How many submissions is enough?

I recently swapped words with a chap who’d sent his book to over one hundred agents. Now to me, that sounds like a lot, but as I sent mine to about twenty I’m probably a poor one to judge. It did make me wonder, though: when is it time to stop sending out submissions and try something else?

I suppose the easy answer is ‘don’t’, not until you’ve tried every agent interested in the sort of stuff you write. If that’s twenty, then send to all twenty; if it’s one hundred and twenty then the same applies. Whatever you do, make sure you have exhausted all your options before deciding on an alternative route to getting yourself published (and when I say ‘published’ I don’t mean one of those schemes that’ll leave you with several thousand copies of your unsold masterpiece laughing at you from the attic).

But dealing with those (relatively few) literary agents did teach me that genre is fashion, and fashion is king. If you write science-fiction then your options, especially in the UK, are somewhat limited; if romance is your bag then things are a lot more cheerful; write something where teenage immortals spend half the book draining blood from the population of a fictitious yet picturesque mid-western town, and you’ve probably got a runaway hit on your hands.

I set out to write a really good book and to that end I didn’t set out to restrict it to a particular readership. Some think it’s literary science-fiction, others think it’s a police thriller. It’s even been called a 400-page poem (not so sure about that one, to be honest). All very nice, but when an agent reads it, he’s probably thinking, Where would this fit in Waterstones? And if he isn’t sure, then he isn’t interested. Genre is important because that’s how books are placed. If you’re one of those lucky people who is genre-neutral then you could do worse than look to see what’s selling at the moment and slotting your next book there.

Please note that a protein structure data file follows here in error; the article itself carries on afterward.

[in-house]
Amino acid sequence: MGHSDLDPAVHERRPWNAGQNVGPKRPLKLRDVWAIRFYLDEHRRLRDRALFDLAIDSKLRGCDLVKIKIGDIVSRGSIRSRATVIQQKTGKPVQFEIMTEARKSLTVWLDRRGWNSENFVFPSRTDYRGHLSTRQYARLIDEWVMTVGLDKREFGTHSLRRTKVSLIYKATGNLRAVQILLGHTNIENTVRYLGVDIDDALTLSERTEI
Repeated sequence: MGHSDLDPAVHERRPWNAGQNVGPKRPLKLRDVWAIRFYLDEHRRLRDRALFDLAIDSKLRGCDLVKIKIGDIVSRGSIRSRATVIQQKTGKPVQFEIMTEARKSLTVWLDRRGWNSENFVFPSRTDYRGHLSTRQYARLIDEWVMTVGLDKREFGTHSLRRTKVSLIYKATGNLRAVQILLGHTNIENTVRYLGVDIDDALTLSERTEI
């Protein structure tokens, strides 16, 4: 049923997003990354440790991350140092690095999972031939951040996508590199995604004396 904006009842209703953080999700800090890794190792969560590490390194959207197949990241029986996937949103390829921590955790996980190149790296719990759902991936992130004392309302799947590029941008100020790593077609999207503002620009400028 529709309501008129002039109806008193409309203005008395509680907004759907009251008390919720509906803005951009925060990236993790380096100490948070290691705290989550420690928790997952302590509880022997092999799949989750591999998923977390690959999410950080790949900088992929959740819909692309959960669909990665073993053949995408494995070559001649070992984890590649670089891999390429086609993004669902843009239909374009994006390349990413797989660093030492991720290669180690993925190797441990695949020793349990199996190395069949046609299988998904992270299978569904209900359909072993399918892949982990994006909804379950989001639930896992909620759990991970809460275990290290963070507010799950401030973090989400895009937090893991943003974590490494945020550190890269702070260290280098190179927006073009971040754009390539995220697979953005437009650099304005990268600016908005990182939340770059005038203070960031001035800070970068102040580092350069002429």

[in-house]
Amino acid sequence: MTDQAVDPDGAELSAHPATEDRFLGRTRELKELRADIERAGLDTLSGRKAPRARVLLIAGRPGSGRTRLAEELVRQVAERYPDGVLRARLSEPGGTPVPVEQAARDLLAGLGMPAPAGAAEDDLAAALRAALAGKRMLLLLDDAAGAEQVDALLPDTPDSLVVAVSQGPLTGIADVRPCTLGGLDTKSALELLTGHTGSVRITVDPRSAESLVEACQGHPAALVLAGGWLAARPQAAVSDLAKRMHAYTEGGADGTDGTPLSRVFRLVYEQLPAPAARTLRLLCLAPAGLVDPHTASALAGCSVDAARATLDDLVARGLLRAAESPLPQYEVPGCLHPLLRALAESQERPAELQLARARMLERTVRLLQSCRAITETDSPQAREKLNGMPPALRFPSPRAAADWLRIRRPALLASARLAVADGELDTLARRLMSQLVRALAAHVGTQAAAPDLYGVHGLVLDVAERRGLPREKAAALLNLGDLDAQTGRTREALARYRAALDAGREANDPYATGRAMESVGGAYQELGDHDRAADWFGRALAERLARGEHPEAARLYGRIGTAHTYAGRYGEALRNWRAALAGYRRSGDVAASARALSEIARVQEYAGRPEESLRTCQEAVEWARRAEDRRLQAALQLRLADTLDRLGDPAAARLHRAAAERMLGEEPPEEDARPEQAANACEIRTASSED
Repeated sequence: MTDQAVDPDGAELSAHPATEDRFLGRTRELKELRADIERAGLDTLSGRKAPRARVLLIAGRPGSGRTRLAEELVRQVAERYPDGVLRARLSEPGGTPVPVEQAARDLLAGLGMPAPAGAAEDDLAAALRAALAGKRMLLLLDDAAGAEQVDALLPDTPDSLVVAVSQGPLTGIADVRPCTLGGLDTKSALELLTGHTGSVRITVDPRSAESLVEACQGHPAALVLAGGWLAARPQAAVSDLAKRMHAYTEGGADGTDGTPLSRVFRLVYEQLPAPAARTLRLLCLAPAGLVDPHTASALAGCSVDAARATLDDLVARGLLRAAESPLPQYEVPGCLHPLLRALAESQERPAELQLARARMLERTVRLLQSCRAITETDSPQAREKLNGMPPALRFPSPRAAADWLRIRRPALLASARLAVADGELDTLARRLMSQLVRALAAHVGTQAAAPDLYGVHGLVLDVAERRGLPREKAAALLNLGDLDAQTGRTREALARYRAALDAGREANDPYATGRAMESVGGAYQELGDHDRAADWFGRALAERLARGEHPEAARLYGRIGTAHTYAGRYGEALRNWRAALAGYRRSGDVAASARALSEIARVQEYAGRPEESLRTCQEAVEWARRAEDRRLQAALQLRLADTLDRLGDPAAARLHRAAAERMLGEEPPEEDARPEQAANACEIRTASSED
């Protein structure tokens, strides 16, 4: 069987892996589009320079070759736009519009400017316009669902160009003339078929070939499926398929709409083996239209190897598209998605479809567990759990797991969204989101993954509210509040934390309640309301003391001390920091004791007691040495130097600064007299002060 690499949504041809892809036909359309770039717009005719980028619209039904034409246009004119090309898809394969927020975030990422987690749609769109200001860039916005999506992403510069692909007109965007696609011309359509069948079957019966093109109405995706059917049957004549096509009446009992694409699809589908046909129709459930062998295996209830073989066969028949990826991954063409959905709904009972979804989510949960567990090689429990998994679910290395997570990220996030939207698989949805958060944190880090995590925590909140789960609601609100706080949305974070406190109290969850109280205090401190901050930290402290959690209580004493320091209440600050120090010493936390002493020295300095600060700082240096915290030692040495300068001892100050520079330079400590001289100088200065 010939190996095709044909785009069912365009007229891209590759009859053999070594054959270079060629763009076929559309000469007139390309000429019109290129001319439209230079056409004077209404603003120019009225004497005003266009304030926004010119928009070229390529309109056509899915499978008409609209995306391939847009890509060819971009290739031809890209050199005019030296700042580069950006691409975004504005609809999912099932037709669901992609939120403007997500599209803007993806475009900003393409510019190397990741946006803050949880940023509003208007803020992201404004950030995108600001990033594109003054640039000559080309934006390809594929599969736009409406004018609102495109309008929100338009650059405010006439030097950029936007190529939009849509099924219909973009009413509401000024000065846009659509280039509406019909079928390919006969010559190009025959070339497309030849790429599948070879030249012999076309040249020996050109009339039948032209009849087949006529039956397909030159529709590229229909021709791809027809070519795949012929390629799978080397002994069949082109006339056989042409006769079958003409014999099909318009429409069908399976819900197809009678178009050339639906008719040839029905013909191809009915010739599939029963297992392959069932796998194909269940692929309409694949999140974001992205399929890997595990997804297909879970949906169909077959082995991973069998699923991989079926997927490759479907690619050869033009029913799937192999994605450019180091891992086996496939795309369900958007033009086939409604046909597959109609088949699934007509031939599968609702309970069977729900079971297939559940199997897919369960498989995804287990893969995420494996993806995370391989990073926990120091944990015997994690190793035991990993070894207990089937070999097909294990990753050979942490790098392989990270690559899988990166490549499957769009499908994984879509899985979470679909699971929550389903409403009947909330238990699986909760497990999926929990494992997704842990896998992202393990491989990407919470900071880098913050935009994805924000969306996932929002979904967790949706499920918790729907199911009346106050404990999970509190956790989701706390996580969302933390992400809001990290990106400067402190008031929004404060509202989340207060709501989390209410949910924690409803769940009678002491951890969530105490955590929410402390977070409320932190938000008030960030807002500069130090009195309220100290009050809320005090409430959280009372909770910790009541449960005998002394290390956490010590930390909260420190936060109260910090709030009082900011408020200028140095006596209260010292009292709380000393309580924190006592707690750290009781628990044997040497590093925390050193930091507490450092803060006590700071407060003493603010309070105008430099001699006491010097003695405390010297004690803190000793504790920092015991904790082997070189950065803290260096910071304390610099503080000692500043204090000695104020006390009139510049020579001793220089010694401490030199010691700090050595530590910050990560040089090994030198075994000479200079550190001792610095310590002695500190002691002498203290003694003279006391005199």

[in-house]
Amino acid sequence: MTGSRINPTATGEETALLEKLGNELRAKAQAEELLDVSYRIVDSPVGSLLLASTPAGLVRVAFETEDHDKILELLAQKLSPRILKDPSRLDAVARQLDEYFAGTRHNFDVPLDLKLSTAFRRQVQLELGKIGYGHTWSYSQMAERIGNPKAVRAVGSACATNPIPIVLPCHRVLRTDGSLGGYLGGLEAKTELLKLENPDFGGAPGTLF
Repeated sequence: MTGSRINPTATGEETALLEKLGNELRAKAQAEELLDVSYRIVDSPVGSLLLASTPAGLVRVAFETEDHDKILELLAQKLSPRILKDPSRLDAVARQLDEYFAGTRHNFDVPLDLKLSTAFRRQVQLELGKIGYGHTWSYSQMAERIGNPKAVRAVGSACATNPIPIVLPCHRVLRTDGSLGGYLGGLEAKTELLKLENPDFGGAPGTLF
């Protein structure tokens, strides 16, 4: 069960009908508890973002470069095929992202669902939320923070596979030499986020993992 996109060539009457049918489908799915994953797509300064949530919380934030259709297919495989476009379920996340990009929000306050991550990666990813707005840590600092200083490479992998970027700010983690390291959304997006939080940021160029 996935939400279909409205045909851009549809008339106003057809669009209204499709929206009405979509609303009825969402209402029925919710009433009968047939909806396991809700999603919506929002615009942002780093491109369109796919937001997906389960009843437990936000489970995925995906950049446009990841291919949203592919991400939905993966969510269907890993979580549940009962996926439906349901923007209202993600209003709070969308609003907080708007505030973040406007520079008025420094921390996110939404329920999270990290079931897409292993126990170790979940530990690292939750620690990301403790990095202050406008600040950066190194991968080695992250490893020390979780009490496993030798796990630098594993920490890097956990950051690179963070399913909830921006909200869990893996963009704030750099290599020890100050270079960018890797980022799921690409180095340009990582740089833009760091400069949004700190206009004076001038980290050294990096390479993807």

It’s the poets I feel sorry for, poor buggers. Where do they go to get their stuff published?

Things I wish I’d written #1

One of the nicer things about summer in the south is the craft shows. Take the car out to a field somewhere and watch folk doing amazingly creative things with odd bits of rock and large blocks of wood. And you know the best part? There’s always cake. Lots of it.

As writers we’re told that we should always carry a notebook to record flashes of inspiration as soon as they strike, but inspiration is often a visual thing, so I find a camera(phone) is just as important. Now I think about it, I actually take quite a lot of pictures at craft shows, not of the exhibits – the artists (ask them first, or at very least, buy something!) They’re such colourful people and are usually very pleased when I tell them I’m gathering characters for future novels. Their next question is usually, ‘I’m not going to die in the first chapter, am I?’ And of course, I don’t know…

Stone cutting by Fergus Wessel
Stone cutting by Fergus Wessel

A few years ago, I was at an event in Henley-on-Thames. I don’t remember much else about it, except it was raining, and I was wearing the wrong shoes. Anyway, tucked away in the corner of the field (quite far away from the cake), there was a stonecutting exhibition that was drawing a pretty big crowd, so, being the nosey sort, I went over to see what all the fuss was about.

And it was this. Definitely worth a few moments of anyone’s admiration, and not just because of the quality of the stone work. I’m not much of an artist, but I’ve always seen the similarity between writing and sculpture: You start out with something rough and then, over time, you chip away at it, cutting away the rough edges, polishing the uneven surfaces until they’re smooth to the touch. I imagine it was this notion of cutting away everything superfluous that drew Fergus Wessel to immortalise the words of An Orange Sleeve, taken from Garden of Bright Waters.

Again, I don’t know very much about poetry, but I know what I like:

  • Simplicity
  • Imagery
  • Rhythm

And I think these few short lines have it all: a whole world and a girl. A few short lines that inspired me to write an entire novel.

Regarding Avalon now available for the iPad!

So, you didn’t get a Kindle; you went the other way instead.

Well not to worry; I’ve finally managed to get Regarding Avalon converted into ePub format so the iPeople can read it too.

The ePub book is hosted at Smashwords, along with a PDF version for folk who like to read books on computer screens.